How many times have you heard me tell you to smile? Now I have another good reason to say it!
Wednesday, February 7, 2007
Your Essential question of the day!
How are you connecting your classroom? How are you getting connected? Are you connecting so that you can learn? Are you modeling the kind of person that they will need to be?
I am trying to connect with each student in a personal way and also spurring them on to greater heights. Some are willing, some are blocked by others or themselves, trapped in an industrial schema of school. I have not yet connected with these students, and some are seniors, so unless something happens fast (and never underestimate the power of our Lord) or they continue to converse with me past graduation...
I tell students about what I learn and what I don't yet know all the time. I want to foster intrinsic motivatiom in each of them. They have come to expect that seat-time equals taking a course. It really has very little to do with seat-time.
The ones that are intrinsically motivated already use technology to connect, even over holidays and weekends (and yes snow days like today). I don't stress out about them. It's the other ones, and their parents, about whom I worry. I figure the teachers who teach in accordance with the industrial model should know better and they have college degrees....crass, I know.
How are we getting connected? I sound like a commercial for Will Richardson...blogs, wikis, podcasts. We seek to collaborate with other schools. Currently we are collaborating with a classroom in another state on creating wikis. It's difficult to get students and parents to understand that groups do not need to meet in order to collaborate...but I trek on.....and miles to go before I sleep...
I was wondering.....I'm keeping both a webpage at
AND blogs at blogmeister for classes.
What is the value of doing both?
Next year, should I just post a yearlong message on the webpage saying hw is on the blog and the address?
I have already paid for this school year, so changing would not happen until next year anyway.
I use the webpage for library and clubs too, so I might want to keep it for that, but then again....why should I continue to pay for a site when there are free platforms which I could use?
What is the wisdom of the community?
Monday, February 5, 2007
Will Richardson raises an interesting point at the Connectivism Conference this week...
Am I connecting my students with learning? He gives the example of a teacher IMing with a student. While I was listening to this, I was IMing a student. I wonder how meaningful our conversations really are, however. Most students ask surface questions, like what's the homework, or what did I miss yesterday? How can I foster more meaningful dialog with my students?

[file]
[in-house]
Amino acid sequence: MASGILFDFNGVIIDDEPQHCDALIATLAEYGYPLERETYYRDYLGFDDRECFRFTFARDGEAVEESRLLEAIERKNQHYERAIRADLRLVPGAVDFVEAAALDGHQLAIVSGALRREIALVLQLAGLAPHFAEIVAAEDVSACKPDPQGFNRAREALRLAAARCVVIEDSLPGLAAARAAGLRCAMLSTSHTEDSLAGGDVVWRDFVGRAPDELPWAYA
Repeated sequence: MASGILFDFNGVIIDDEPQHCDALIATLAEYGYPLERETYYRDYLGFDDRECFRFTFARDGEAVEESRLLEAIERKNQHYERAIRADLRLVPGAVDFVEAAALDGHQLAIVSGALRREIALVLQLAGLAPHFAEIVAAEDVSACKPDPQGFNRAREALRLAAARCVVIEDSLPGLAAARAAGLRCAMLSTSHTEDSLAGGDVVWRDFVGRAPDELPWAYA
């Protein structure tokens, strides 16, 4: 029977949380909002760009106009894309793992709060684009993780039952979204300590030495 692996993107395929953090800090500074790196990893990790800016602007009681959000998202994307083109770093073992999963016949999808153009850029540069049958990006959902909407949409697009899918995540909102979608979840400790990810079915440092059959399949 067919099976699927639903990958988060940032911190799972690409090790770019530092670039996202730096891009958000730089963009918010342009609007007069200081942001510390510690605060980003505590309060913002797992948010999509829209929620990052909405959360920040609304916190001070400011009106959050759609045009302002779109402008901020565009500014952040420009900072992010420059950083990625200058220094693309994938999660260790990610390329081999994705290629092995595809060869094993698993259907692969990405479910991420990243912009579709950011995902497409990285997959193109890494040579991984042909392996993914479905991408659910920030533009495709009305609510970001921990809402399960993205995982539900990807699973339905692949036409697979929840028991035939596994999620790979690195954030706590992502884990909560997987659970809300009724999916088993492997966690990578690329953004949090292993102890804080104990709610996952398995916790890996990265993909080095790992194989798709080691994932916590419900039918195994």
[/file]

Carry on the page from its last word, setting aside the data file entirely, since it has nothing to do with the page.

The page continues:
Posted by Lisa Durff at 10:20 PM
The school bell does not define learning. Learning does not magically end when the class ends, so why should any of us feel confined by a schedule? We are not blank slates, we are a complex amalgam of several millions of firing dendrites.
School objectives must include goals that will be useful to the students during their entire lives. These goals include successful collaboration, successful networking, successful use of 21st century technology.
We all need to hunger after integration into other subject areas. We all are teachers of Reading, Mathematics, Physics, Foreign Languages, History. We may individually specialize, but we all have many things outside our areas of specialization which we know how to teach.
Content must be sacrificed in favor of depth. We have been trying to write on student's mind, instead of facilitating their deeper understandings of every topic. Many times I contend with other adults who worry about topic coverage rather than student's ability . We need to teach students HOW to learn, rather than what to learn.
Posted by Lisa Durff at 7:08 PM
Sunday, February 4, 2007
Thursday, February 1, 2007
Stephen Downes blogged:
...the best way to influence people is to give away your ideas, and let others take ownership!
It's rather obvious to me that if you really want to be a leader, then learn to follow well. I certainly am not a good follower, but I strive to be. I see daily many excellent followers all around me, and I long to do as well as they do! I wonder if they realise just how influential their quiet demeanors really are? Think of the heroes you emulate. Were they close-fisted bureaucrats or quiet back-stage get it done sort of people who gave it all away?
Posted by Lisa Durff at 10:19 PM
Today I tried to record a podcast with a 1st grade classroom. They had celebrated the 100th day of school all week long and participated in several activities. I could not accomplish this because the computer, as the majority of our school computers, had no Flash. It never occurred to me to check for Flash first and I cannot download anyway, only Big Brother can do so. The disappointed looks and voices were terrible. I will have to try to make it up to them tomorrow afternoon in the computer lab. I pray that I get to use a computer that has the necessary software.